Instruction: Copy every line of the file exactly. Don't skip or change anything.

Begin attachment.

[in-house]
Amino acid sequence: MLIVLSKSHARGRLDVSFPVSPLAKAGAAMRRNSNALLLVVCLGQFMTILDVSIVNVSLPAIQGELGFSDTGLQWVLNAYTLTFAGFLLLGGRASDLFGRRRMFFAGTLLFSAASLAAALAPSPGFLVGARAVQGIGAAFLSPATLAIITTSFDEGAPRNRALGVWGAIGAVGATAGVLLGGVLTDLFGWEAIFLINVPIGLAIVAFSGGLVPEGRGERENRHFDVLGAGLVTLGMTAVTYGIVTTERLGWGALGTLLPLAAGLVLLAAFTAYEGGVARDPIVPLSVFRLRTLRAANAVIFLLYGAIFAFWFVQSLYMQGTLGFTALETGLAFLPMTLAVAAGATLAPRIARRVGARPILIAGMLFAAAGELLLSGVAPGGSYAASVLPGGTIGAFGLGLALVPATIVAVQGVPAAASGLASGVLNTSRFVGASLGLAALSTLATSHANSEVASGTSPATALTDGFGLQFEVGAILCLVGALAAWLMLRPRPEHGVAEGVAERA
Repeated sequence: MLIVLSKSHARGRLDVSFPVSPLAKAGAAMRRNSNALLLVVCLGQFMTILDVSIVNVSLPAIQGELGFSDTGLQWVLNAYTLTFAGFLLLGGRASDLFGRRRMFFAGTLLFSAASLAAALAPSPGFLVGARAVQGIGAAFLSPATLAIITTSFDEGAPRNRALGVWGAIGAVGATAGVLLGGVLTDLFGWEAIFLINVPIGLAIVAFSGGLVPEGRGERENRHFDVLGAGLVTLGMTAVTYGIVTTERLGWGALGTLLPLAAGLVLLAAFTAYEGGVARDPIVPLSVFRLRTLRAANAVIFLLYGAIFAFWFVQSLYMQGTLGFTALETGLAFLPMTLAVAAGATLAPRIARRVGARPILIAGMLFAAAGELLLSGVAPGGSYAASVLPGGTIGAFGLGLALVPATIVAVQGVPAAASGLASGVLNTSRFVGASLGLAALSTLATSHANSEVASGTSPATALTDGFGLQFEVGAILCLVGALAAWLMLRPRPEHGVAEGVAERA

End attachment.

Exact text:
[in-house]
Amino acid sequence: MLIVLSKSHARGRLDVSFPVSPLAKAGAAMRRNSNALLLVVCLGQFMTILDVSIVNVSLPAIQGELGFSDTGLQWVLNAYTLTFAGFLLLGGRASDLFGRRRMFFAGTLLFSAASLAAALAPSPGFLVGARAVQGIGAAFLSPATLAIITTSFDEGAPRNRALGVWGAIGAVGATAGVLLGGVLTDLFGWEAIFLINVPIGLAIVAFSGGLVPEGRGERENRHFDVLGAGLVTLGMTAVTYGIVTTERLGWGALGTLLPLAAGLVLLAAFTAYEGGVARDPIVPLSVFRLRTLRAANAVIFLLYGAIFAFWFVQSLYMQGTLGFTALETGLAFLPMTLAVAAGATLAPRIARRVGARPILIAGMLFAAAGELLLSGVAPGGSYAASVLPGGTIGAFGLGLALVPATIVAVQGVPAAASGLASGVLNTSRFVGASLGLAALSTLATSHANSEVASGTSPATALTDGFGLQFEVGAILCLVGALAAWLMLRPRPEHGVAEGVAERA
Repeated sequence: MLIVLSKSHARGRLDVSFPVSPLAKAGAAMRRNSNALLLVVCLGQFMTILDVSIVNVSLPAIQGELGFSDTGLQWVLNAYTLTFAGFLLLGGRASDLFGRRRMFFAGTLLFSAASLAAALAPSPGFLVGARAVQGIGAAFLSPATLAIITTSFDEGAPRNRALGVWGAIGAVGATAGVLLGGVLTDLFGWEAIFLINVPIGLAIVAFSGGLVPEGRGERENRHFDVLGAGLVTLGMTAVTYGIVTTERLGWGALGTLLPLAAGLVLLAAFTAYEGGVARDPIVPLSVFRLRTLRAANAVIFLLYGAIFAFWFVQSLYMQGTLGFTALETGLAFLPMTLAVAAGATLAPRIARRVGARPILIAGMLFAAAGELLLSGVAPGGSYAASVLPGGTIGAFGLGLALVPATIVAVQGVPAAASGLASGVLNTSRFVGASLGLAALSTLATSHANSEVASGTSPATALTDGFGLQFEVGAILCLVGALAAWLMLRPRPEHGVAEGVAERA